Hyundai Motor Company and Kia Corporation, the two giants of the Korean automotive industry, said today that they are restructuring their joint research and development (R&D) structure in order to "flexibly respond to the rapidly changing global automotive industry."

“The new R&D organisation will be fast and flexible, operating with the agility of a start-up, and will enable us to lead in the rapidly changing mobility landscape,” said Yong Hwa Kim, President and CTO, Hyundai Motor Company. “While the previous organisation was focused on the efficient development of vehicles, the new dynamic structure will meet ongoing changes in global consumer demands and expands the organisation to deliver aligned solutions in future mobility, electrification, software and robotics,” he adds.

The new R&D entity, according to the firms, will become an independent Allianced Tech entity (ATO) from a centralised structure centred on vehicle development. Additionally, the businesses established a new technology division within the current R&D division for their next-generation innovative technology teams.

The corporation explained that under the new approach, each division, tech unit, and centre will autonomously work on developing their technologies, yet in situations where collaboration is necessary, companies can join together and separate as needed to operate flexibly, akin to a start-up.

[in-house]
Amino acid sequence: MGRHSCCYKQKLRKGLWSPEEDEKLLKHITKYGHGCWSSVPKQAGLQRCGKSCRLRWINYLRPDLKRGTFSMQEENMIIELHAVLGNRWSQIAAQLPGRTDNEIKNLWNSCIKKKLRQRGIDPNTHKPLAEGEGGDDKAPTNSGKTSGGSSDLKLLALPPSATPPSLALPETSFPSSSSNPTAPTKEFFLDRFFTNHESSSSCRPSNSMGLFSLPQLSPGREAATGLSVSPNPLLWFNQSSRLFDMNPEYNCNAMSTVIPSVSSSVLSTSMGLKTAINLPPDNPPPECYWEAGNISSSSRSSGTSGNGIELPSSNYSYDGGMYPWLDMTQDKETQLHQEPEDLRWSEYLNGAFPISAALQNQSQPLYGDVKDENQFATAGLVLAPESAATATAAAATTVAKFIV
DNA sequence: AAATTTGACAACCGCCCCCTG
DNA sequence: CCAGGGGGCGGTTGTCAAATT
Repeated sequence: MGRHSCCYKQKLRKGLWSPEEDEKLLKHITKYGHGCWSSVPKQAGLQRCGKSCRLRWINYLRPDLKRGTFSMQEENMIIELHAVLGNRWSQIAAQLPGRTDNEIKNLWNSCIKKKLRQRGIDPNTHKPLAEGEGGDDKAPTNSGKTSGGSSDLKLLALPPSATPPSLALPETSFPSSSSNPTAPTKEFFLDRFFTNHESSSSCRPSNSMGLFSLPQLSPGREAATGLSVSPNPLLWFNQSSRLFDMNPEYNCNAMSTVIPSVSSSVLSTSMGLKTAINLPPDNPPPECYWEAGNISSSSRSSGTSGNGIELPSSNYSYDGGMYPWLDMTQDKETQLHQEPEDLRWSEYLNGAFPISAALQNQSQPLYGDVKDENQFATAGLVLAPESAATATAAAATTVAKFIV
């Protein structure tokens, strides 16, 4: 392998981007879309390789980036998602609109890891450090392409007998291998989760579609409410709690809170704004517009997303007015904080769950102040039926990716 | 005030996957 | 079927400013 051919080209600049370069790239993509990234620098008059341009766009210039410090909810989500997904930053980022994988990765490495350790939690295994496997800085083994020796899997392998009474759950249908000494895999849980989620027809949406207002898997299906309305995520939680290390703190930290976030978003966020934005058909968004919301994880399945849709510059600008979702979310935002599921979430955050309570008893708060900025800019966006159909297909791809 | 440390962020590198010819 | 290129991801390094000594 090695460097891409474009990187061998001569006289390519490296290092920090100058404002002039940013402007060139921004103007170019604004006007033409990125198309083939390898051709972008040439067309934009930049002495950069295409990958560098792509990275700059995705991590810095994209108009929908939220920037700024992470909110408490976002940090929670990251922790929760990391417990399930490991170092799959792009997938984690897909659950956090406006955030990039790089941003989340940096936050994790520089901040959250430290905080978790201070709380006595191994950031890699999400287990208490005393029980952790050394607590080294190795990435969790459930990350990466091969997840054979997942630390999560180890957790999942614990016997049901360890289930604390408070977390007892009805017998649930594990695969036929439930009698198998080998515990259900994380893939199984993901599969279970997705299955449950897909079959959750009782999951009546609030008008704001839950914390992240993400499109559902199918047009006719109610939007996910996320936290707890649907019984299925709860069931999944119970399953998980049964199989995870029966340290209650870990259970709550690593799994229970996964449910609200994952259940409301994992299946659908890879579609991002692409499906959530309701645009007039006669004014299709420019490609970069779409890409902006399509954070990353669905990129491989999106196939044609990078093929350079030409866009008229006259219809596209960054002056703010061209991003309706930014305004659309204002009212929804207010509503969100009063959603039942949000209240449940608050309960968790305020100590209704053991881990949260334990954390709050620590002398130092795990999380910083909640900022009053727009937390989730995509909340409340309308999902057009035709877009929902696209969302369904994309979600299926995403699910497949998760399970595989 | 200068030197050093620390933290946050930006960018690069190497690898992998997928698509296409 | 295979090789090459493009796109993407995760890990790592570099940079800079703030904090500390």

Executive Vice President Yong Hwa Kim, who had been in charge of the R&D division, was elevated to President and given the title of CTO during this restructuring process. Kim will be in charge of managing the entire R&D department in addition to replacing the Head of Vehicle SW Tech Unit. Additionally, Head of TVD Division Heui Won Yang, Executive Vice President and former Head of Total Vehicle Development Tech Unit, was appointed, ensuring continuity in R&D despite the substantial organisational upheaval.

In order to increase its capacity for R&D, Hyundai Motor and Kia created an integrated division in 2003 that brought together R&D operations that had previously been dispersed around the nation. To better segment the development of a broad product range, including worldwide strategic cars, Hyundai Motor and Kia reorganised the organisation into a platform-based structure by vehicle type and class in the mid-2000s, when sales volumes grew quickly.

In 2012, the businesses continued their organisational reform. The Division underwent a reorganisation with the intention of enhancing fundamental vehicle performance and customer-centric principles. To ensure technological competitiveness in 2019, the companies built an architecture-based system structure.

The organisational adjustments are anticipated to strengthen the companies' standing in the automotive sector of the future and hasten their development into providers of smart and sustainable mobility solutions.